Despite not having a lot of time to sit and watch TV, Scott and I tend to have an awful long list of shows we love. A one-two punch with Netflix and the DVR has been our saving grace. We’ll record seasons of what we want to watch then catch up on all of them when the shows go on hiatus. It’s bittersweet when a show that we think is great gets cancelled, but at least is frees up time for us to watch something new.
Just last week, Season 2 of Colony starring Josh Holloway (from Lost) and Sarah Wayne Callies (from Prison Break). When we started watching it last January, we were surprised at how much we craved the show. When the season ended, we anxiously awaited the announcement of a green light for season 2. We spent months talking about it and encouraged friends to catch up before season 2 aired.
Then last summer while attending Gen Con, I spotted Colony at the Bezier Games booth. You can imagine the first thing that came to mind was the show, but Ted Alspach gave me a quick game overview and the similarity ends at the name.
There are many familiar aspects to this game so it wasn’t hard for us to hit the ground running once we opened the box at the game table. It’s card drafting similar to Dominion, Star Realms and Flip City, but it has the added component of dice as the form of currency similar to Machi Koro or Bora Bora. While Dominion, Star Realms and Flip City focus on creating and reusing a deck that is shuffled at random, Colony allows players to utilize the resources they have focused their efforts on building. Best described as an engine building game, players are constructing farms, quarters, posts, generators, banks and other things to create a colony in a post-nanopocalypse, limited-resource Earth. Points are earned for building progress and the first player to meet the designated point target (determined by the number of players) wins.
Each player begins with the same core structures including a warehouse, supply exchange, construction and upgrade. You can’t upgrade unless you build. You can’t build unless you have resources. So let’s start there. How do you get resources?! You spend your game scavenging, that’s how. At the beginning of each turn, a player grabs 3 stable resources (solid colored dice) from the pool and rolls them. The active player cherry-picks their favorite resource from the results then leaves the remaining resources for the other players, starting with the player on their immediate left. This dice drafting process ensures you’ll always be ‘finding’ new resources, even when it isn’t your turn! Next, players tap their colony’s output for additional resources. Between the scavenging, the colony’s output and what a player has in their warehouse, they can find ways to improve their colony!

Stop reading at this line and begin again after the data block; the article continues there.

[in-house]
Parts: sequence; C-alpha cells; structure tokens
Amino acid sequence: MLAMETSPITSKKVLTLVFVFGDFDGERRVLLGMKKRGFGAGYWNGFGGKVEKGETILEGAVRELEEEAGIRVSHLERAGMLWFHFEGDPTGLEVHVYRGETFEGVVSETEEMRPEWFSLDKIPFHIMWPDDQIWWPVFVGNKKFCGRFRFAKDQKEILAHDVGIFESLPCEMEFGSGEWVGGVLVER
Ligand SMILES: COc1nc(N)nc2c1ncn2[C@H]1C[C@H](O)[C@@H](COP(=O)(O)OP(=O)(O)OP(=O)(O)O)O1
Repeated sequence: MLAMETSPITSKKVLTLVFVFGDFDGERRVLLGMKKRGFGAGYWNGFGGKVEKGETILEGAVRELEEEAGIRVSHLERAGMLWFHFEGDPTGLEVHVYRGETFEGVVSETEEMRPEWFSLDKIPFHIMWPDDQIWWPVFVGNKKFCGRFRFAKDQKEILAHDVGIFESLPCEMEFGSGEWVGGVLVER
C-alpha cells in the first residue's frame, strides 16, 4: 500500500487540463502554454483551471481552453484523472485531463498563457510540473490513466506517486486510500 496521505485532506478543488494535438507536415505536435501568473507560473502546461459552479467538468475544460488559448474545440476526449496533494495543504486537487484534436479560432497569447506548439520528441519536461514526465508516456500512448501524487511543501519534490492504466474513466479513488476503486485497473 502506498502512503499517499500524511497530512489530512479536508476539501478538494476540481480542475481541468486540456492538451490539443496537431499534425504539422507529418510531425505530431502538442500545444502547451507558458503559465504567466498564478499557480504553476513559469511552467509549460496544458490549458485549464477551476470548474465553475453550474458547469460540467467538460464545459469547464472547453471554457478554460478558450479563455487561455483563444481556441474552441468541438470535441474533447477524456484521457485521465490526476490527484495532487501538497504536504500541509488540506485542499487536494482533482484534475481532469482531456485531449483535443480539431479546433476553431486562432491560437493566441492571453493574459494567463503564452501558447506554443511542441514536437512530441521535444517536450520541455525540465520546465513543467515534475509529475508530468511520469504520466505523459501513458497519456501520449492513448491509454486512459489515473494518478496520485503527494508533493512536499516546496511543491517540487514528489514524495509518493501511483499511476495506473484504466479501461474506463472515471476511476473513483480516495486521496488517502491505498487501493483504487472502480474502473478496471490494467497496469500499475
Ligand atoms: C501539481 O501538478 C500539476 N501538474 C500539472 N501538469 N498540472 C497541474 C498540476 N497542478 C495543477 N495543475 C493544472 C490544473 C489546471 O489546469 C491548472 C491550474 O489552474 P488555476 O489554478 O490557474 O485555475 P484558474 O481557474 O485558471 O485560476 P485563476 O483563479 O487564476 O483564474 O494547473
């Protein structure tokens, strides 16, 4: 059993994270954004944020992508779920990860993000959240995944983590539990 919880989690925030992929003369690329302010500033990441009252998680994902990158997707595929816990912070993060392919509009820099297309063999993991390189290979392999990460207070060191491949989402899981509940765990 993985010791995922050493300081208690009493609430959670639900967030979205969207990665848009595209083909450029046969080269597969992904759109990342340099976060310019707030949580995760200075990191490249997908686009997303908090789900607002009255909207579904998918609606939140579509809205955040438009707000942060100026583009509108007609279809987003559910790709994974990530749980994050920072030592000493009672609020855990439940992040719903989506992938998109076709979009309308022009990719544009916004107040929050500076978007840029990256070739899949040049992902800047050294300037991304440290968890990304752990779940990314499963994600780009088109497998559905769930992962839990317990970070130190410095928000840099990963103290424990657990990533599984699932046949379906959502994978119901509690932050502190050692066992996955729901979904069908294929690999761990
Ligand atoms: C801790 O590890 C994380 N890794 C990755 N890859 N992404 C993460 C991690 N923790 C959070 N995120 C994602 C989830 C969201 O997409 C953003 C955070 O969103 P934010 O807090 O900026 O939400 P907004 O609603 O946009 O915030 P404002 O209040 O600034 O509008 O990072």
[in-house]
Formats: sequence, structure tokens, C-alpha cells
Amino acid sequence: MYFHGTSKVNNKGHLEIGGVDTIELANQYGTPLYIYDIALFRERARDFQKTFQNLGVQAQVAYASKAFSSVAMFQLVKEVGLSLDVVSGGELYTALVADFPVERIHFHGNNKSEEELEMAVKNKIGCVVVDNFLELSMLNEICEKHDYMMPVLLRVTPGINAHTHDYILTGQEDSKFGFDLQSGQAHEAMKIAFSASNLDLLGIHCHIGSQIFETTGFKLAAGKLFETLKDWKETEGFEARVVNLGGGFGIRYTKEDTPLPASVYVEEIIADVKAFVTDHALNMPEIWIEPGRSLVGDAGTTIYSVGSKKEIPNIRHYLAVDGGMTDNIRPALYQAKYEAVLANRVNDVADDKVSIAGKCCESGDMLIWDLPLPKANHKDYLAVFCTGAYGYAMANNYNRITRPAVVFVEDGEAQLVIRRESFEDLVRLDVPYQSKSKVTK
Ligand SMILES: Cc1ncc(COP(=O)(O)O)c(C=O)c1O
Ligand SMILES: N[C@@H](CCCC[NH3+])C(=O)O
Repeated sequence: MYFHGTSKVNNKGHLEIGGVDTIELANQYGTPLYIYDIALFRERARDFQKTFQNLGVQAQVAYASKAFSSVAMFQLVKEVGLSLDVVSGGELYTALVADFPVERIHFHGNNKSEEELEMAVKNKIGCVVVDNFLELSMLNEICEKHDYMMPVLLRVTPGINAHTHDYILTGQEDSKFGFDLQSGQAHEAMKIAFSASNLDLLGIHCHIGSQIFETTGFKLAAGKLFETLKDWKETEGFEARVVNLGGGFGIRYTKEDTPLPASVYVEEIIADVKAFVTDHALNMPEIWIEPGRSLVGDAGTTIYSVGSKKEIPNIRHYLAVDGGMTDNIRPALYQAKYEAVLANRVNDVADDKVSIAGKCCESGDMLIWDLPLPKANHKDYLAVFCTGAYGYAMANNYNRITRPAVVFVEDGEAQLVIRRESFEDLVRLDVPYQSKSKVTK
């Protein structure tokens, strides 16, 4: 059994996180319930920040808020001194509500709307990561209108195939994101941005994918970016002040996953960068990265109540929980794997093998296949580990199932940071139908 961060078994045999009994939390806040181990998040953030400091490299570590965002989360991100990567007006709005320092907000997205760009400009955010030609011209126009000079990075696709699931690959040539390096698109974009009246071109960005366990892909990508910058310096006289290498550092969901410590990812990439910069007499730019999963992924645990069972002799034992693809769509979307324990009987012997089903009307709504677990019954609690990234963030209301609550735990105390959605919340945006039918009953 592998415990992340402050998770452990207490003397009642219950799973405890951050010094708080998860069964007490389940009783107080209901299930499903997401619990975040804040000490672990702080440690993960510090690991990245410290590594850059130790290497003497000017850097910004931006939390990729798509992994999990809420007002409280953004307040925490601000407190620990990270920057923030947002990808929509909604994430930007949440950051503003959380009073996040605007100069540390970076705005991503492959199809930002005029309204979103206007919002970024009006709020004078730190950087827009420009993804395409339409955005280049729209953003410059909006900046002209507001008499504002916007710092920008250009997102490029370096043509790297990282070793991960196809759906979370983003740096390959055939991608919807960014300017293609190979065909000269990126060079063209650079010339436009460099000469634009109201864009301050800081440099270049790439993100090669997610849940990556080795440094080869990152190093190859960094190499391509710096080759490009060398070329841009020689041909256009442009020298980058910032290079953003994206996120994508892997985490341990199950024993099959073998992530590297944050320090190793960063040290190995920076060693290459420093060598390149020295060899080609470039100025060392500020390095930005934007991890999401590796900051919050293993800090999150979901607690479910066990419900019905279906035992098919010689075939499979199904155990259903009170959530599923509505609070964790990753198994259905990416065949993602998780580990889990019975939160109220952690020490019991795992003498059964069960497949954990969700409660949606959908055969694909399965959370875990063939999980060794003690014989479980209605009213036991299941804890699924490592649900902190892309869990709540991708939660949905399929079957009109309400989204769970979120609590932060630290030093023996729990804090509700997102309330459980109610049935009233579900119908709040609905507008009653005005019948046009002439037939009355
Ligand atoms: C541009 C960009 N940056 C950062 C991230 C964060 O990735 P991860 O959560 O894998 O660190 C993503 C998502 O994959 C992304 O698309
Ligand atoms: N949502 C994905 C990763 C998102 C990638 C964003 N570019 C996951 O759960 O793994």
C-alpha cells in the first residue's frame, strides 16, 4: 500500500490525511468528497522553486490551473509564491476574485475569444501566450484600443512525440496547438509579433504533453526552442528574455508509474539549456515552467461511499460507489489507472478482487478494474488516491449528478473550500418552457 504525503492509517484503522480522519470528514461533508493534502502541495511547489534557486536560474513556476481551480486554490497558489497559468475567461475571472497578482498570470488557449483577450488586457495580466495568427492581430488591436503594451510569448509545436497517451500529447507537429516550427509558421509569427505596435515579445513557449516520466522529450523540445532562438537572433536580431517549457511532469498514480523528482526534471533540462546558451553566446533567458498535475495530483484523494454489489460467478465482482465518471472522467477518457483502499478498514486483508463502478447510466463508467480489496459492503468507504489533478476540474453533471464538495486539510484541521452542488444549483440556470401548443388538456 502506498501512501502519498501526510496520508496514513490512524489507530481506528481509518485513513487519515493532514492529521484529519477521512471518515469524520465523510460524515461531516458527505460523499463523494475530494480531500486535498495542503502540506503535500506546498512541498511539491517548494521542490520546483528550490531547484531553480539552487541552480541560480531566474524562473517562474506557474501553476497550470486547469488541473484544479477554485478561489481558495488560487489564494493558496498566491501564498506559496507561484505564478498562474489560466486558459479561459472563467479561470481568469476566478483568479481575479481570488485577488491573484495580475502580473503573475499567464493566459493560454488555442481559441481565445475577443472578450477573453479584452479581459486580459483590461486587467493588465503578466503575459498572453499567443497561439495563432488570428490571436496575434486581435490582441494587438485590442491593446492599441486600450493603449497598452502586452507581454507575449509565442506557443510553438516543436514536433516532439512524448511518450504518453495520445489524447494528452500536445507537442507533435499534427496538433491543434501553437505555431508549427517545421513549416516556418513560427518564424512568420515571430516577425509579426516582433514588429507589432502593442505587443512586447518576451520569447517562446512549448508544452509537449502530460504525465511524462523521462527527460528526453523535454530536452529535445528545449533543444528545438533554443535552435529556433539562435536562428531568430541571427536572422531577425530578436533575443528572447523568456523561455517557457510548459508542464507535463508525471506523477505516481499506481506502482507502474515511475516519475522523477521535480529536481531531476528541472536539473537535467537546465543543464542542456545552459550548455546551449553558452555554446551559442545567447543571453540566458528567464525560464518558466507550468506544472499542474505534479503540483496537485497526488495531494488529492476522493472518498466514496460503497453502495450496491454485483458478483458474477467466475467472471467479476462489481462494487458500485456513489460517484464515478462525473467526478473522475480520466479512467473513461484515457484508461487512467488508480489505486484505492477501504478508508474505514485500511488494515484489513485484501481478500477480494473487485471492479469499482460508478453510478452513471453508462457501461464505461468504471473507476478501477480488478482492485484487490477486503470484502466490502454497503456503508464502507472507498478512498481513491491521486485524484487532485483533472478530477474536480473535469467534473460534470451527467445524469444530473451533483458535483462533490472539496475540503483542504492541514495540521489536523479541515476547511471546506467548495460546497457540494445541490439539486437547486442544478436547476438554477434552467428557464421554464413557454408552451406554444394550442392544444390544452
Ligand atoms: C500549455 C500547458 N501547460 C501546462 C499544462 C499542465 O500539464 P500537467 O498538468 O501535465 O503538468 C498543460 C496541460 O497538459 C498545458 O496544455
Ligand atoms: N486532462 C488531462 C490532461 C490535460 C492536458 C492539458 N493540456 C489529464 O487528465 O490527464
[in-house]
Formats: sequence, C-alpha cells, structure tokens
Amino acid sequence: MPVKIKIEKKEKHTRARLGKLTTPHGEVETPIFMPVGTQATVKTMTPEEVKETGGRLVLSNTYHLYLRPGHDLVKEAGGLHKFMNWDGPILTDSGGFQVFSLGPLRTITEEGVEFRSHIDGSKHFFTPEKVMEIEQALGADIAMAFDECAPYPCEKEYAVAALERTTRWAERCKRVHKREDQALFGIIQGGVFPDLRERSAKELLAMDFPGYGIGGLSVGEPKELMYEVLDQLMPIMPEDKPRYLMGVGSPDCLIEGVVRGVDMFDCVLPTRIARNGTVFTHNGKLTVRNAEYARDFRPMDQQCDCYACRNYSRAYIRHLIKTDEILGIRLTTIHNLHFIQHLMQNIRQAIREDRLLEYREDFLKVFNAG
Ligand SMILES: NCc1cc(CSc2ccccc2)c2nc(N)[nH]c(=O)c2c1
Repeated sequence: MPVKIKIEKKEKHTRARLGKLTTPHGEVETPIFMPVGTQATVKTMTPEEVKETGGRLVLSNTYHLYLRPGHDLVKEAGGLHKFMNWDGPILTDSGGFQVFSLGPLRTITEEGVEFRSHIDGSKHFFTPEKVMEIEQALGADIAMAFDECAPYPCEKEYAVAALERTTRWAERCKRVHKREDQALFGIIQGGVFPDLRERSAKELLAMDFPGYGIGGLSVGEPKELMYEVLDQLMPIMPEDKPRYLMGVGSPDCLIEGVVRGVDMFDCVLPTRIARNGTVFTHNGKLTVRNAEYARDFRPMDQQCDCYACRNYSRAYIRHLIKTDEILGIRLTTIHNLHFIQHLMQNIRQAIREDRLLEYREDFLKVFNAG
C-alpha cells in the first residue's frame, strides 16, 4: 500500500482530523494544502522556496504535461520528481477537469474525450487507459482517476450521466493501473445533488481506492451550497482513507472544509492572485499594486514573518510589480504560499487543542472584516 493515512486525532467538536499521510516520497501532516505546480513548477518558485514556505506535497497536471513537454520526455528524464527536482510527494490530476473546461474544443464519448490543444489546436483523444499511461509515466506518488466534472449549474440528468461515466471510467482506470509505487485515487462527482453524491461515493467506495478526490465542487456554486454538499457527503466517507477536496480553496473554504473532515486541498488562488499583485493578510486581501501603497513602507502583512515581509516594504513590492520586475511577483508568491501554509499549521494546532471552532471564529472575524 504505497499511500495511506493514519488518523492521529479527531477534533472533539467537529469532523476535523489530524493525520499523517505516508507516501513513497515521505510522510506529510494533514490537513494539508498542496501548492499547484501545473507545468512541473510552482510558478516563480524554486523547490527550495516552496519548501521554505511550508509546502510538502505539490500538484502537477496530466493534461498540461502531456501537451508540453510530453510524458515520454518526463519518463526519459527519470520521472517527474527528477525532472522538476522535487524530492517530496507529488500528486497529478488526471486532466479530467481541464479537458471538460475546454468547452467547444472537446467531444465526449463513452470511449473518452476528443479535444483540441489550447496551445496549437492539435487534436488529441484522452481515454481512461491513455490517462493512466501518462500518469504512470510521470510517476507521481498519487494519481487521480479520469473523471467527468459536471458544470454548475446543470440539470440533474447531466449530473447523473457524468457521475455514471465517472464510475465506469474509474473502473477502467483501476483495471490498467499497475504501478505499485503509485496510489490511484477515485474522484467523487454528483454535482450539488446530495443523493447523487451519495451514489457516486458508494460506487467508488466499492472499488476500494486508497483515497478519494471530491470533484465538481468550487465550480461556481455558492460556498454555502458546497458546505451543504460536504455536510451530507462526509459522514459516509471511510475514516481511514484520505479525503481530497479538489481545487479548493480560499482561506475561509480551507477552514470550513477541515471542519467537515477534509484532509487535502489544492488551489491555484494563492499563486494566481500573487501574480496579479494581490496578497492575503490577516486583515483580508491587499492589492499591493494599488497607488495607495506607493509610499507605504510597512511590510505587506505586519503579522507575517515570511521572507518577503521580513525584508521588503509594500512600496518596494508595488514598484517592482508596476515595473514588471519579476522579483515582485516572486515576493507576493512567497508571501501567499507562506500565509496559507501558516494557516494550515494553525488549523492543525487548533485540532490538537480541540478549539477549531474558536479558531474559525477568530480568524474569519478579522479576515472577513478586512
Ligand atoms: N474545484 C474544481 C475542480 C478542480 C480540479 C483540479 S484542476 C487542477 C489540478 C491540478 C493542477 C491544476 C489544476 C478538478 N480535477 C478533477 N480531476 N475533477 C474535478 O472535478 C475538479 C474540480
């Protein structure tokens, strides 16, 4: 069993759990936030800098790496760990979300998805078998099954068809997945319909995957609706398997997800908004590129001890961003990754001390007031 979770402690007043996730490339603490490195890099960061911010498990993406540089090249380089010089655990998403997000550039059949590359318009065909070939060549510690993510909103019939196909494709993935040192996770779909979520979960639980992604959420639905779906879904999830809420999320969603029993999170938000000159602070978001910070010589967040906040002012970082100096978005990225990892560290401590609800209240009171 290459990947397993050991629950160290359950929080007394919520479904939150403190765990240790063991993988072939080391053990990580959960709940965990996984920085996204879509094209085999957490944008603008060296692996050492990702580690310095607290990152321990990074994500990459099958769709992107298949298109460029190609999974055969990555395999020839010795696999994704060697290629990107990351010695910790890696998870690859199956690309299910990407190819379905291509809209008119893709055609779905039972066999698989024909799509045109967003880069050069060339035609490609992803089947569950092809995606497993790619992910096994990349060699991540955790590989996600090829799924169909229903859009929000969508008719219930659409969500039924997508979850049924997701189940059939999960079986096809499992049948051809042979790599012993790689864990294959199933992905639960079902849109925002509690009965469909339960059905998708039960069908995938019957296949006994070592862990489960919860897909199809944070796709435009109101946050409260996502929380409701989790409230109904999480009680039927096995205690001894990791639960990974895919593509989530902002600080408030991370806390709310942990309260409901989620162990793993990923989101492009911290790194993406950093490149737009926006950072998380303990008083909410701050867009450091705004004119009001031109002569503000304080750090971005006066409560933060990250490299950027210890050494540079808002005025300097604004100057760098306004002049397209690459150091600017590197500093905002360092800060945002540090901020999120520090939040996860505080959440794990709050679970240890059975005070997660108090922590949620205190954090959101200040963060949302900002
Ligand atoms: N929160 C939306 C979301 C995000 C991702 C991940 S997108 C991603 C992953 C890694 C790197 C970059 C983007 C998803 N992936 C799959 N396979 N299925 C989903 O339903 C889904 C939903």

On each turn, players can utilize their resources and the bonuses provided by already existing buildings to expand their colony. Maybe that means upgrading the warehouse, possibly planting a farm, building a fiber mill or maybe even investing in a fallout shelter. The cost of each project is listed on the top of each card and the output potential is shown on the bottom. Being able to create combos that pay off each turn is key to being successful.
But despite our best efforts, some resources are more volatile. They cannot be transported or stored so while unused stable resources can be stored in a warehouse, if a player doesn’t use the unstable ones right away, they’re returned to the supply.
There are multiple paths to creating colonies and the potential buildings and features vary from game to game. The best method for doing this is by using the free Colony setup app. It randomizes the available cards being used to ensure each game is different from the last.
The options available will determine the intensity and conflict level of the game so players can decide ahead of time to exclude cards that take the game in an unintended direction. As an example, cards such as Swindler and Pirate are more aggressive against opponents. The app allows players to adjust the probability of a card being part of the starting setup.
The game is very straightforward and can be played by younger kids with a bit of explanation of the bonuses on each of the cards at the beginning of each game. A non-conflict game can be finished well under the estimated 60 minutes referenced on the box and the replayability is high since the game changes every time!
Have you played Colony or watched the unrelated TV series?